I have been utterly confused as to what exactly happens in a sound wave and how it is produced.I understand the mathematical description of it quite well, what I don't get is its qualitative description.

So suppose I have a long air tube and I create a sound wave travelling right by sinusoidally moving the piston right and left. Now here are my questions:

  1. Doesn't pushing the piston change the volume of the tube and as a result the pressure through out the tube changes? Then how come the pressure vary sinusoidally?
  2. I read a bunch of books but no one book seems to explicitly explain how the sound wave is produced. I have read that pushing the piston compresses the layers of air next it causing the pressure and density to increase there. Then does this region of increased pressure cause the adjacent layers to compress or is the air molecules in this high pressure region push the layers adjacent to them causing them to compress?
  3. If the above description is correct then how come the displacement and pressure equations are out of phase by π/2? I.e how come when the pressure variation at a place is zero then the displacement of air molecules is maximum there?
  4. Can someone provide a qualitative description of how a sound wave is produced by sinusoidally moving the piston in the air tube?
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    $\begingroup$ Doesn't pushing the piston change the volume of the tube and as a result the pressure through out the tube changes? Then how come the pressure vary sinusoidally? The pressure disturbance is the sound wave, so moving the piston doesn't instantaneously change the pressure in the tube from one constant value to another constant value. The change in pressure propagates through the tube at the speed of sound in the tube. $\endgroup$ – Aaron Stevens Mar 27 '19 at 16:40
  • $\begingroup$ I understand that.. $\endgroup$ – Lucifer Mar 27 '19 at 17:04
  • $\begingroup$ Re, "...as a result the pressure through out the tube changes?..." When the piston starts to move, the only air molecules that can "know" that it has started to move are the ones that actually are bumping right up against it. Then their neighbors get the message, then their neighbors, etc. It takes time for the information to travel down the length of the tube, and the speed at which it travels is the speed of sound. $\endgroup$ – Solomon Slow Mar 27 '19 at 18:25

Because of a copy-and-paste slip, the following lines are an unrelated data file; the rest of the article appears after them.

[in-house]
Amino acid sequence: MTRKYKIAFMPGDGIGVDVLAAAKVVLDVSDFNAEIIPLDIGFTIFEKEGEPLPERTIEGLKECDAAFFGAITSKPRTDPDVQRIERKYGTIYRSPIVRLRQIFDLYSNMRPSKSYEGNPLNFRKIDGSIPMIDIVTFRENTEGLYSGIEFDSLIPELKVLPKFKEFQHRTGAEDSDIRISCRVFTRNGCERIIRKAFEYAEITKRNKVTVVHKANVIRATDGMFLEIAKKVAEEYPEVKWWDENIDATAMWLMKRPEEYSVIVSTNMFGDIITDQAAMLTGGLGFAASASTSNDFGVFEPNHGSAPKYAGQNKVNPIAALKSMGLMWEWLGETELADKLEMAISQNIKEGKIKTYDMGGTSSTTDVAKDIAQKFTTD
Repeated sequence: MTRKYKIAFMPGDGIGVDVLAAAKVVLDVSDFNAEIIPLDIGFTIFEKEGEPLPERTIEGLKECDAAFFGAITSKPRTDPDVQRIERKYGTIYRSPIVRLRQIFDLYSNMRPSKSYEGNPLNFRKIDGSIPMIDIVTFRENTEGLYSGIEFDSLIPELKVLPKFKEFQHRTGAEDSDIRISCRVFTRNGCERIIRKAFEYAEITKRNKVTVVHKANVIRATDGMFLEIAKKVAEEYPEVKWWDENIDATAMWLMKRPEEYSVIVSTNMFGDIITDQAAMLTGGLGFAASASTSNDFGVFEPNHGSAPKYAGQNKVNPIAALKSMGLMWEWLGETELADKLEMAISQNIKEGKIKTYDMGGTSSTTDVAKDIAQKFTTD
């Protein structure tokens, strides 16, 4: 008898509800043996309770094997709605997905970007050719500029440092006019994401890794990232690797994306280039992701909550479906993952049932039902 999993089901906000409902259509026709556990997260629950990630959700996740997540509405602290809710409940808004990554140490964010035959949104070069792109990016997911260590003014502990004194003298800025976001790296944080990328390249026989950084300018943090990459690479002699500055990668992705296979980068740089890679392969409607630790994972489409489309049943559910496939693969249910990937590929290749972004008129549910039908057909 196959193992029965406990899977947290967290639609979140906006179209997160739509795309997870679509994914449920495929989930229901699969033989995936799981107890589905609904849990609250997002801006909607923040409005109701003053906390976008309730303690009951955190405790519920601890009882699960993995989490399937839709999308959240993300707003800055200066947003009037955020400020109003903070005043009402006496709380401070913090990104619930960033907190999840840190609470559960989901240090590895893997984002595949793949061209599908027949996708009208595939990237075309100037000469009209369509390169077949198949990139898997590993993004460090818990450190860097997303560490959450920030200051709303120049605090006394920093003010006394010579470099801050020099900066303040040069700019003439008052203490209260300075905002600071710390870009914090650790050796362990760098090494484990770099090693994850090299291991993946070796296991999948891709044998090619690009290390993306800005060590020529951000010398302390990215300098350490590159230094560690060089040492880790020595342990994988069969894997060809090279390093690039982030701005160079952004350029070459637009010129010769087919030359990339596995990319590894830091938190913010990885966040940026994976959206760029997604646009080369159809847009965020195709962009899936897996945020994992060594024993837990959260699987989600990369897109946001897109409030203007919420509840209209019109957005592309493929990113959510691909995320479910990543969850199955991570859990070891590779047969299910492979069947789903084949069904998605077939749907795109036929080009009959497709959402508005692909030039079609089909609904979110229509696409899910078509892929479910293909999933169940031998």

• $\begingroup$ Can someone help me with the other questions as well? $\endgroup$ – Lucifer Mar 27 '19 at 19:12

Air is soft and springy- if you squeeze it and let go, it bounces back. In addition, air has mass- if you set a volume of it moving, it wants to keep on moving.

With these two ideas in mind, it is easy to see how waves move through the air. At the piston end of your tube, when the piston moves to the right, it squeezes the air right in front of it and sets some of it into motion. When the piston stops, the air you squeezed springs back and the air you set into motion wants to keep going. In springing back, that volume of air squeezes its nearest neighbor and compresses it- and sets some of it in motion too. Meanwhile, the air you originally set into motion presses against its nearest neighbor, setting some of it in motion and squeezing it a bit as well.

What you get, then, is a wave traveling down the tube, in which parts of the wave are squeezing and unsqueezing and parts of it are moving to and fro. The math is far more complicated than this, but this is the basic idea.

By the way, the squeeziness of the air and its mass per unit volume establish the speed at which the wave propagates. For air, that speed is about 1100 feet per second.

  • $\begingroup$ I still don't get it. Okay so first the piston moves to right and compresses layers of air next it essentially displacing the air molecules from their equilibrium position. This compressed layer then pushes against the adjacent layers setting them to motion, when I then pull the piston left I create a sort of low pressure vacuum which draws in the layers of air it had pushed earlier and this way a wave is set up. If this is true then how displacement and pressure are out of phase by π/2. $\endgroup$ – Lucifer Mar 27 '19 at 19:33
  • $\begingroup$ this is exactly right. are you sure that displacement and pressure are out of phase? $\endgroup$ – niels nielsen Mar 28 '19 at 1:31
  • $\begingroup$ Yes every book seems to have the two out of phase( fox, Crawford etc) $\endgroup$ – Lucifer Mar 28 '19 at 4:20
  • $\begingroup$ Hmm, i'll contemplate this and add anything I think up overnight! $\endgroup$ – niels nielsen Mar 28 '19 at 5:20

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